Wasatch Cache National Forest
In partnership with: Utah Division of State Parks and Recreation, The Friends of the Utah Avalanche Center, Utah Department of Emergency Services and Homeland Security and Salt Lake County.



Sunday, April 16, 2006  7:30 am
Good morning, this is Drew Hardesty with the Forest Service Utah Avalanche Center with your backcountry avalanche and mountain weather advisory.  Today is Sunday, April 16, 2006, and it’s about 7:30 am.  This will be our last scheduled early morning advisory for the year.  We’ll put out intermittent updates on the web and Salt Lake City phone line (364-1581) as conditions warrant.  Thanks for all your support and we’ll look for you at the Black Diamond/Friends of the Utah Avalanche Center fundraiser/party in the fall. 


Current Conditions:

Partly cloudy skies and overnight temperatures in the low thirties support at least a superficial refreeze of the snowpack this morning.  The pre-storm southwesterly winds gained momentum overnight with anemometers reading 25-35mph, gusting to the mid-50’s.   High northerly slopes will still provide a few turns of settled powder while the off aspects will have a blend of breakable and supportable melt freeze crusts.  


Recent Avalanche Activity & Snowpack Discussion:

Up high, at least, a density break 4-6” down in the new snow initially provided action with slope cuts and cornice drops.  This instability settled out quickly with daytime heating, which led to the next issue.  Warming temperatures, direct sun, and greenhousing conspired to elevate the wet sluff danger by midday.  Many long running sluffs ran full track with some gouging into older wet unconsolidated layers. 


For today, be alert for isolated wind drifts on the lee of ridgelines and steep breakovers in the higher elevations.   They’ll be most commonly found on steep northwest through east facing slopes, yet stronger winds will likely have deposited a pocket or two in unlikely spots.  Regarding the wet activity for today, timing will again be everything.  Once the crusts no longer become supportable, you’ll have no business being on the slope.  Move to cooler adjacent aspects or lower angled terrain. 


I heard of some poor travel etiquette in the backcountry yesterday.  Keep things tight by moving through suspect terrain one at a time, don’t descend on top of other parties, and maintain good visual and verbal contact.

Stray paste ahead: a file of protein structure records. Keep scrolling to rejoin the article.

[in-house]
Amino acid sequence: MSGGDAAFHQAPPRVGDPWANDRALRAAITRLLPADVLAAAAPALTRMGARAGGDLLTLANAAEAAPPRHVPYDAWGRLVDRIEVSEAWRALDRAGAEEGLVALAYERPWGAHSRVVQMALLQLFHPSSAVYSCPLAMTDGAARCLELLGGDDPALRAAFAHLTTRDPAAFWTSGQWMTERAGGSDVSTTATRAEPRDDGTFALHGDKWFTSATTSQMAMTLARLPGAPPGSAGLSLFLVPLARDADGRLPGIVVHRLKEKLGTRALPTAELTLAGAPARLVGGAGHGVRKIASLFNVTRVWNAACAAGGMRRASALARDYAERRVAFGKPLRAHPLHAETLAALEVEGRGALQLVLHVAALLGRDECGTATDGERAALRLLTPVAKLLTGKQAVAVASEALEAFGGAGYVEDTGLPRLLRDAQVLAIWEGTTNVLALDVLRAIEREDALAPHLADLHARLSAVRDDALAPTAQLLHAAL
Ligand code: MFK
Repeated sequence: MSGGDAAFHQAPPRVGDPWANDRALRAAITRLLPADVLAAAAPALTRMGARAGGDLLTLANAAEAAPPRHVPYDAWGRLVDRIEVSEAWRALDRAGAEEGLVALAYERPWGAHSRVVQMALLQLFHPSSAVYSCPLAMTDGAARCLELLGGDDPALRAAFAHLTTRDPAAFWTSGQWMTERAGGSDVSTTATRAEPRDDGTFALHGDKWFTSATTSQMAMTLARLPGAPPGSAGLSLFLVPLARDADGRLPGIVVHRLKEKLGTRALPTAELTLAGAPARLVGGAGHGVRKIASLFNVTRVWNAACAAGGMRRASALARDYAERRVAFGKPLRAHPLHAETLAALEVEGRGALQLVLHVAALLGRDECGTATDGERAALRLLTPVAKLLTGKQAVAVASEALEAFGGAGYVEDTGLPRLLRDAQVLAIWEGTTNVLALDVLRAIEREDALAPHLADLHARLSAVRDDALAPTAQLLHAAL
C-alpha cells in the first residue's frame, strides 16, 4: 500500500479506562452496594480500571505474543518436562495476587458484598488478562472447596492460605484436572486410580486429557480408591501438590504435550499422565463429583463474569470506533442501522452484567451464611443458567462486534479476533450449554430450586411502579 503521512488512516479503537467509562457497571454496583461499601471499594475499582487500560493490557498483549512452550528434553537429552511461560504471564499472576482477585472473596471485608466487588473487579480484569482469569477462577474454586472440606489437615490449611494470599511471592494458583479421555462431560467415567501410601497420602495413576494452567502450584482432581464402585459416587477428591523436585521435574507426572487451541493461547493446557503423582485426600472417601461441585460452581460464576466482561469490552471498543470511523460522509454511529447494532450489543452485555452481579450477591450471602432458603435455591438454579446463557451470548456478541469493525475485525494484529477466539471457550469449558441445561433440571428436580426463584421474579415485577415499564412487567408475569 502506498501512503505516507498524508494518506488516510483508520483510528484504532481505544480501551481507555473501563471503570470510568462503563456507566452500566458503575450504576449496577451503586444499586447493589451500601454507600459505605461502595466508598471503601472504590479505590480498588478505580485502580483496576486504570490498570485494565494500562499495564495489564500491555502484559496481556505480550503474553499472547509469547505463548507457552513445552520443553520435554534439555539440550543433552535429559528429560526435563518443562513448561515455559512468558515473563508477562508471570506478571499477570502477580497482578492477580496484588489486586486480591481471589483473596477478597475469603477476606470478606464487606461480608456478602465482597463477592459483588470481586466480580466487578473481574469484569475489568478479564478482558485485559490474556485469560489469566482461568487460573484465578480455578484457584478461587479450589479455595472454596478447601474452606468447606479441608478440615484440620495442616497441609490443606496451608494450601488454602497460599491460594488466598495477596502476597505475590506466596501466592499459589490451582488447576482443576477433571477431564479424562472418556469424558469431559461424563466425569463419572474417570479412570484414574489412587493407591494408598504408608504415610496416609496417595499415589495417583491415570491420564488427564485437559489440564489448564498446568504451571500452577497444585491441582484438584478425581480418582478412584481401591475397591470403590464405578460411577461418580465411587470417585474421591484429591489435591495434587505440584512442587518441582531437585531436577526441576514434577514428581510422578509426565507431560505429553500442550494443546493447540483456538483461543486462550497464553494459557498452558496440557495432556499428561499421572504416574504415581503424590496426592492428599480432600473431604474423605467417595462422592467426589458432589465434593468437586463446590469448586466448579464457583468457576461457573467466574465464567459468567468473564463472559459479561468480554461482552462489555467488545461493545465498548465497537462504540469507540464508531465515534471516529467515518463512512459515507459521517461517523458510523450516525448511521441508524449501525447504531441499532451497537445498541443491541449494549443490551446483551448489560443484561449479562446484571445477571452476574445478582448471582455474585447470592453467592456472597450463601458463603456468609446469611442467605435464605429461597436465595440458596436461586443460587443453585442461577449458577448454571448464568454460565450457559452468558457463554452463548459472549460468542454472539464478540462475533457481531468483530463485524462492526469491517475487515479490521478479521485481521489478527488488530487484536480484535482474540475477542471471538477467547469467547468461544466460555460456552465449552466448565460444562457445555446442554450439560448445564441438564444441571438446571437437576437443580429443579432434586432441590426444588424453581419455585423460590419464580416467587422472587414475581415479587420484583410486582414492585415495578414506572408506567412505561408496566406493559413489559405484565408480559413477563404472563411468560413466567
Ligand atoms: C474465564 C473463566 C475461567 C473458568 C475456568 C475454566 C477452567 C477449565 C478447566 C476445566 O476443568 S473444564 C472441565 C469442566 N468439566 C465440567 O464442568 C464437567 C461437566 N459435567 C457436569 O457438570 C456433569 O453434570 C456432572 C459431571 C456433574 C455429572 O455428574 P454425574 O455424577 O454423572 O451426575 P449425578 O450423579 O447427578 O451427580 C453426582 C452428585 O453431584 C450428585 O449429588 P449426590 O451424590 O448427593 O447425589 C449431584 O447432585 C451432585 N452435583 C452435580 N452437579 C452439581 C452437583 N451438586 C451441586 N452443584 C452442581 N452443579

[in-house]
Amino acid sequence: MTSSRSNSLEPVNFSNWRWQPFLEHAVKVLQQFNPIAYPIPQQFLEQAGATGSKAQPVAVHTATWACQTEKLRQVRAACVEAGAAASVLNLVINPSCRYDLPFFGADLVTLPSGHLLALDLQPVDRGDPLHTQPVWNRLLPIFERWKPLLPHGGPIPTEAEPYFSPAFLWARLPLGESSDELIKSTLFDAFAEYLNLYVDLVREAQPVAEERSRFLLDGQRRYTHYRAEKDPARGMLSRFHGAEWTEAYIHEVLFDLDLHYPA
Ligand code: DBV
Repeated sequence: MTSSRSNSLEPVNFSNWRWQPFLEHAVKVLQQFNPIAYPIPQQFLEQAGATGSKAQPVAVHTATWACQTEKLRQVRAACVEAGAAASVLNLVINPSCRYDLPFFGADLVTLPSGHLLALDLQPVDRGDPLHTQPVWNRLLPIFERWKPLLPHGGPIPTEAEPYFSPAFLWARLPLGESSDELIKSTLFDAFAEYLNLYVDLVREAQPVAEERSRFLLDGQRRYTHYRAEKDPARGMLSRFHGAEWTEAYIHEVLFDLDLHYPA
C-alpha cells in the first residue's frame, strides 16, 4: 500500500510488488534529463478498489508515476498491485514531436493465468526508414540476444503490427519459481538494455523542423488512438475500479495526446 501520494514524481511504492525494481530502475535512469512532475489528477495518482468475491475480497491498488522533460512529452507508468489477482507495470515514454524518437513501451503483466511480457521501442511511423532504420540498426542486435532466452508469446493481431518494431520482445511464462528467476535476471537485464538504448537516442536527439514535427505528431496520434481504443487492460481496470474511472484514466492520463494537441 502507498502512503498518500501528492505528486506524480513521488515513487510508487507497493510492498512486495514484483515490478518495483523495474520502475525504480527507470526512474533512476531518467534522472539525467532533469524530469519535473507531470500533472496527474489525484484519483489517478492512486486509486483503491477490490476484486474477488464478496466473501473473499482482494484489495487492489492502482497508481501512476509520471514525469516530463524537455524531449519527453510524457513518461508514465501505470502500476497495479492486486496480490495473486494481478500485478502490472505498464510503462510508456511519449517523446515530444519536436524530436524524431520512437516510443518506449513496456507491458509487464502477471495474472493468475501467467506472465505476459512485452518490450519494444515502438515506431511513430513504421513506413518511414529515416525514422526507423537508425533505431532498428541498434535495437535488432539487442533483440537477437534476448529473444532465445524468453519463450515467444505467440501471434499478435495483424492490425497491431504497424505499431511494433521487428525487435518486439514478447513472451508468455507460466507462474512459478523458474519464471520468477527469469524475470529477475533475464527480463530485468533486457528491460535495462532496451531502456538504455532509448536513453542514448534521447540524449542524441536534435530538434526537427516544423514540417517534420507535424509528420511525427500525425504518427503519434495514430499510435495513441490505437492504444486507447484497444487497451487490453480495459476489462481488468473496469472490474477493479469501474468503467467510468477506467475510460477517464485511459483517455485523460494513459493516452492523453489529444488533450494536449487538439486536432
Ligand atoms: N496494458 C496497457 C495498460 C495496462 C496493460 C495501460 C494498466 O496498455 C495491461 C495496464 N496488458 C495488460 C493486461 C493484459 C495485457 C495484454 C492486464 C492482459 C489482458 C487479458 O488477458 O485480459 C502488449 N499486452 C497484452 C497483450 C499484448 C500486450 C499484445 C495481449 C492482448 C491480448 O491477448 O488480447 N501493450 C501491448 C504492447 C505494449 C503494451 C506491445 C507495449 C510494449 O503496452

Bottom Line:

There is a MODERATE danger for any new wind drifts in steep upper elevation terrain.  The danger for wet activity at the mid and low elevations and all sun-exposed slopes will yet again rise to MODERATE and then CONSIDERABLE with daytime heating. 


Mountain Weather:

We’ll have partly cloudy skies this morning with increasing clouds late afternoon ahead of tonight’s storm.  Winds and temperatures will continue to rise throughout the day with 8000’ highs reaching to the upper 40’s and 10k temps to the upper 30’s.  The southwesterlies will reach a crescendo of 35-40mph this afternoon.  Tonight’s storm looks like a pretty good bet.  Temperatures drop to the low teens post-frontal tomorrow and 12-18” of storm snow is expected in favored locations. 


The second annual “Beacon and Eggs” contests are in full swing, with BIG prizes to the winners.    For more information, go to http://www.snowbird.com/events/events/beaconandeggs.html

Click here to check out our new online avalanche encyclopedia.

Click HERE for a text only version of the avalanche advisory.

To have this advisory automatically e-mailed to you each day, click HERE.

UDOT also has a highway avalanche control work hotline for Big Cottonwood, Little Cottonwood, and Provo canyons, which is updated as needed. 801-975-4838.

Special announcement:

The Wasatch-Cache National Forest is authorizing Wasatch Powderbird Guides to operate within established golden eagle mitigation buffers to aid research biologists collecting data to evaluate the effects of heli-skiing operations on nesting golden eagles in the Tri Canyon Area. This authorization is under permit from the U. S. Fish and Wildlife Service, in cooperation with Utah Division of Wildlife Resources and will be in effect through 30 April 2006.  For further information please contract Steve Scheid at the Salt Lake Ranger District at 801-733-2689.

Please report any backcountry snow and avalanche conditions.  Call (801) 524-5304 or 1-800-662-4140, email [email protected] or fax 801-524-6301.  The information in this advisory is from the U.S. Forest Service, which is solely responsible for its content.  This advisory describes general avalanche conditions and local variations always occur.

We will update this advisory in the next day or so.  Stay tuned.